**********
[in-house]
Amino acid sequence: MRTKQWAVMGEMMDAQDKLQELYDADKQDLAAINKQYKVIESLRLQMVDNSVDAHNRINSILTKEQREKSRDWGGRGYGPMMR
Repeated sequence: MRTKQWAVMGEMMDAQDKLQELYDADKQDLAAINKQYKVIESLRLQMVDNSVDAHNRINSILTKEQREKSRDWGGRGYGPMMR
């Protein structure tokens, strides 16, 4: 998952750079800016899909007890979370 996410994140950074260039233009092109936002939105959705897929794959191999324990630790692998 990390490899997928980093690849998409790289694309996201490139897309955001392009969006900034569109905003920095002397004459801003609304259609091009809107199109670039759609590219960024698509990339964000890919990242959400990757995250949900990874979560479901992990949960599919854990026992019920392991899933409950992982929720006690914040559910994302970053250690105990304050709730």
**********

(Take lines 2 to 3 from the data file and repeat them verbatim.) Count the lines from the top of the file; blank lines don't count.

Amino acid sequence: MRTKQWAVMGEMMDAQDKLQELYDADKQDLAAINKQYKVIESLRLQMVDNSVDAHNRINSILTKEQREKSRDWGGRGYGPMMR
Repeated sequence: MRTKQWAVMGEMMDAQDKLQELYDADKQDLAAINKQYKVIESLRLQMVDNSVDAHNRINSILTKEQREKSRDWGGRGYGPMMR